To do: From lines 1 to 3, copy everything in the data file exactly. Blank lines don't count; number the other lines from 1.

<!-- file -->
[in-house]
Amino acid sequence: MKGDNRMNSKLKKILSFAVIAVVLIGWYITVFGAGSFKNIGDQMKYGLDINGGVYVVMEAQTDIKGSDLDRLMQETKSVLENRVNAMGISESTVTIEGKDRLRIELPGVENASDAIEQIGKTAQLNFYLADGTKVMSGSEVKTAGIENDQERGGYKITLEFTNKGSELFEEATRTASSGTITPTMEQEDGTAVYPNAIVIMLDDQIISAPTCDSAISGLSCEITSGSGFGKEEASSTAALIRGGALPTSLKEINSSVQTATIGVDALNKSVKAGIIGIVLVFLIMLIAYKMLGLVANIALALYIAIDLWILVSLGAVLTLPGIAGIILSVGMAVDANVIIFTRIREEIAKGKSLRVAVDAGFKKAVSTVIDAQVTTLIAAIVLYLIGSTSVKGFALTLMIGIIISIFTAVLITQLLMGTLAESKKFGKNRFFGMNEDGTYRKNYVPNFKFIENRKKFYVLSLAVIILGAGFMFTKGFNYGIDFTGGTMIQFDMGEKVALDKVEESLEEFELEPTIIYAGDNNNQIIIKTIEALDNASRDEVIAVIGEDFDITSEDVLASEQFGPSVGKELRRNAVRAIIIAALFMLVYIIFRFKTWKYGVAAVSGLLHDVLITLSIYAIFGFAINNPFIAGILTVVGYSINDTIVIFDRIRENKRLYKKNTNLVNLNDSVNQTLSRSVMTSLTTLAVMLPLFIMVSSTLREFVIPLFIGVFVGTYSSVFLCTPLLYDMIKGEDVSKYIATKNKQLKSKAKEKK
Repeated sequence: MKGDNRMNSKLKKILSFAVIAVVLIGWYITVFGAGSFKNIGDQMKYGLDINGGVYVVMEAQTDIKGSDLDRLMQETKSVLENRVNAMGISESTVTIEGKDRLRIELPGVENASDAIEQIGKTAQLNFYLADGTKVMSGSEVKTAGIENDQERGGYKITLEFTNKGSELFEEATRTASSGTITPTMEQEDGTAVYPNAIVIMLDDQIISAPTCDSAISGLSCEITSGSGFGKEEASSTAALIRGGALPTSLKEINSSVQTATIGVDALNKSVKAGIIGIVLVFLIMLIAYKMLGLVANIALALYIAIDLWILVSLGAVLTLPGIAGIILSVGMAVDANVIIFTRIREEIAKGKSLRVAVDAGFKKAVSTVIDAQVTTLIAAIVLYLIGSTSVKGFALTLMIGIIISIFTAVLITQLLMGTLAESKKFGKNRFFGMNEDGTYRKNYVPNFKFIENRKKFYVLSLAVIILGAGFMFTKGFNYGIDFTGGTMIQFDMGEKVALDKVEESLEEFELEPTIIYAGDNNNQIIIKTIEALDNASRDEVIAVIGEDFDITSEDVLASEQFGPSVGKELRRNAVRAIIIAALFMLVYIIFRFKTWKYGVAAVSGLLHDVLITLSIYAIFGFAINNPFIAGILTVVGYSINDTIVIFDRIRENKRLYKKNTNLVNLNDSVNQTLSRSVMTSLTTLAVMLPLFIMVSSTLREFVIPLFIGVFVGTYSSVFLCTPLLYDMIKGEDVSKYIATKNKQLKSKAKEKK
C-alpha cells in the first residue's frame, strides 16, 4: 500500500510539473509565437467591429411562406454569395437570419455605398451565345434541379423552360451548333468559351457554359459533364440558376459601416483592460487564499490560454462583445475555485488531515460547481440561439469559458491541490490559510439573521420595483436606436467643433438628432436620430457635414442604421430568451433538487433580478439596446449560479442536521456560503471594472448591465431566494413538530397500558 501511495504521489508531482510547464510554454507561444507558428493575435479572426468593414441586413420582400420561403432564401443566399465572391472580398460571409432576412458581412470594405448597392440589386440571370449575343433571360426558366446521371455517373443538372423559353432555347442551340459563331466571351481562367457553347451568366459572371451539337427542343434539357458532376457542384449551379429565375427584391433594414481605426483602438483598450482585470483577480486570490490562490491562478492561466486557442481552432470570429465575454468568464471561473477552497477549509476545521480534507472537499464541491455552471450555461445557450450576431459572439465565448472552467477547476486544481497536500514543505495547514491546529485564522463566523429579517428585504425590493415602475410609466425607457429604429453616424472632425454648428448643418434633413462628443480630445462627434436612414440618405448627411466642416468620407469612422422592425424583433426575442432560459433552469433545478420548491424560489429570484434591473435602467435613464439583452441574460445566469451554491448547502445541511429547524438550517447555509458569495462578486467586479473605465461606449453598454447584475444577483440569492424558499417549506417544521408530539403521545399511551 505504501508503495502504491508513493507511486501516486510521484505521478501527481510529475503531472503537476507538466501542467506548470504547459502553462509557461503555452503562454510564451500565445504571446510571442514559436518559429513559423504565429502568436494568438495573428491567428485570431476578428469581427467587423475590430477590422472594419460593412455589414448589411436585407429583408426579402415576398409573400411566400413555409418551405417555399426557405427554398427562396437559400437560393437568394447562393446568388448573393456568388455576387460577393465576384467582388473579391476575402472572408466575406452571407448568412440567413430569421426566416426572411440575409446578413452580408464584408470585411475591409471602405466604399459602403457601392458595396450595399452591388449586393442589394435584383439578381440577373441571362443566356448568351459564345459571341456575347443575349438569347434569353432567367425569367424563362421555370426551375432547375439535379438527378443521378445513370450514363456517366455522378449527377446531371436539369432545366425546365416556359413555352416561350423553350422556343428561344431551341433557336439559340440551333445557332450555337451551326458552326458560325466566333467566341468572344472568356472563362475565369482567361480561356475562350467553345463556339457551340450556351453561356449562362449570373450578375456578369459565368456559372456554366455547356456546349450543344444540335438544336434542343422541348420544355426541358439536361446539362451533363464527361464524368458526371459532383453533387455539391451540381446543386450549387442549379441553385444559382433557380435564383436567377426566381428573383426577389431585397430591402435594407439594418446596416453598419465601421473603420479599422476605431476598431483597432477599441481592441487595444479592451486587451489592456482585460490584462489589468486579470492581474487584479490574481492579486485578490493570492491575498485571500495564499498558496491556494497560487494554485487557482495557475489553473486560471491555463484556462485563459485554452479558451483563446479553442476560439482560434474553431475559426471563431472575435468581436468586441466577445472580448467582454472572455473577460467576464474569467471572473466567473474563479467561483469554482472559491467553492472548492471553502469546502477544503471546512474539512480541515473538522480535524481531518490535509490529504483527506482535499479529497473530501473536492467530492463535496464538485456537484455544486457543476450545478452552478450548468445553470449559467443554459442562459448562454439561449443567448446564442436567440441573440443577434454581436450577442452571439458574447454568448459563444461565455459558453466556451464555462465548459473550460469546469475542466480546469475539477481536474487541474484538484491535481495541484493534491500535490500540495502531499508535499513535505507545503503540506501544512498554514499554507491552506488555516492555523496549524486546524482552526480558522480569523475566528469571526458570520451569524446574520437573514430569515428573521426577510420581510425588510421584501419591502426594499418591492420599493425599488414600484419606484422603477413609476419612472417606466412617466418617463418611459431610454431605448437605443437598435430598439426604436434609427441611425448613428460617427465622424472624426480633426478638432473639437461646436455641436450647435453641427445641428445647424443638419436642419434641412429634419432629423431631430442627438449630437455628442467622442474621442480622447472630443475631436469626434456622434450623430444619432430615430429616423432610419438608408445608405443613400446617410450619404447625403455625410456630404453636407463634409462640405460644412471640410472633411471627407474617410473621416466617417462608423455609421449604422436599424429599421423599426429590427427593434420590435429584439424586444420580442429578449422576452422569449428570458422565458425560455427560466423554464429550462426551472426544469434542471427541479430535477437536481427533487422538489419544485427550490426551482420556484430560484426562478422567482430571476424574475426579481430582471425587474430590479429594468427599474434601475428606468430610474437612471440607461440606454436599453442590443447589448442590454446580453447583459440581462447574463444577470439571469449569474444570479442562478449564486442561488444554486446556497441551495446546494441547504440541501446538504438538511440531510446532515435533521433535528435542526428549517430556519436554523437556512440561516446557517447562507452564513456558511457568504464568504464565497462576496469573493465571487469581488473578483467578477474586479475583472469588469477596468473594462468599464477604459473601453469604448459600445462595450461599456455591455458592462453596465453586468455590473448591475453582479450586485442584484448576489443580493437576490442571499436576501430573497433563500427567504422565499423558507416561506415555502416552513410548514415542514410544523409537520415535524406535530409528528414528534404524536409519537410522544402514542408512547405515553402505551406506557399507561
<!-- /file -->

[in-house]
Amino acid sequence: MKGDNRMNSKLKKILSFAVIAVVLIGWYITVFGAGSFKNIGDQMKYGLDINGGVYVVMEAQTDIKGSDLDRLMQETKSVLENRVNAMGISESTVTIEGKDRLRIELPGVENASDAIEQIGKTAQLNFYLADGTKVMSGSEVKTAGIENDQERGGYKITLEFTNKGSELFEEATRTASSGTITPTMEQEDGTAVYPNAIVIMLDDQIISAPTCDSAISGLSCEITSGSGFGKEEASSTAALIRGGALPTSLKEINSSVQTATIGVDALNKSVKAGIIGIVLVFLIMLIAYKMLGLVANIALALYIAIDLWILVSLGAVLTLPGIAGIILSVGMAVDANVIIFTRIREEIAKGKSLRVAVDAGFKKAVSTVIDAQVTTLIAAIVLYLIGSTSVKGFALTLMIGIIISIFTAVLITQLLMGTLAESKKFGKNRFFGMNEDGTYRKNYVPNFKFIENRKKFYVLSLAVIILGAGFMFTKGFNYGIDFTGGTMIQFDMGEKVALDKVEESLEEFELEPTIIYAGDNNNQIIIKTIEALDNASRDEVIAVIGEDFDITSEDVLASEQFGPSVGKELRRNAVRAIIIAALFMLVYIIFRFKTWKYGVAAVSGLLHDVLITLSIYAIFGFAINNPFIAGILTVVGYSINDTIVIFDRIRENKRLYKKNTNLVNLNDSVNQTLSRSVMTSLTTLAVMLPLFIMVSSTLREFVIPLFIGVFVGTYSSVFLCTPLLYDMIKGEDVSKYIATKNKQLKSKAKEKK
Repeated sequence: MKGDNRMNSKLKKILSFAVIAVVLIGWYITVFGAGSFKNIGDQMKYGLDINGGVYVVMEAQTDIKGSDLDRLMQETKSVLENRVNAMGISESTVTIEGKDRLRIELPGVENASDAIEQIGKTAQLNFYLADGTKVMSGSEVKTAGIENDQERGGYKITLEFTNKGSELFEEATRTASSGTITPTMEQEDGTAVYPNAIVIMLDDQIISAPTCDSAISGLSCEITSGSGFGKEEASSTAALIRGGALPTSLKEINSSVQTATIGVDALNKSVKAGIIGIVLVFLIMLIAYKMLGLVANIALALYIAIDLWILVSLGAVLTLPGIAGIILSVGMAVDANVIIFTRIREEIAKGKSLRVAVDAGFKKAVSTVIDAQVTTLIAAIVLYLIGSTSVKGFALTLMIGIIISIFTAVLITQLLMGTLAESKKFGKNRFFGMNEDGTYRKNYVPNFKFIENRKKFYVLSLAVIILGAGFMFTKGFNYGIDFTGGTMIQFDMGEKVALDKVEESLEEFELEPTIIYAGDNNNQIIIKTIEALDNASRDEVIAVIGEDFDITSEDVLASEQFGPSVGKELRRNAVRAIIIAALFMLVYIIFRFKTWKYGVAAVSGLLHDVLITLSIYAIFGFAINNPFIAGILTVVGYSINDTIVIFDRIRENKRLYKKNTNLVNLNDSVNQTLSRSVMTSLTTLAVMLPLFIMVSSTLREFVIPLFIGVFVGTYSSVFLCTPLLYDMIKGEDVSKYIATKNKQLKSKAKEKK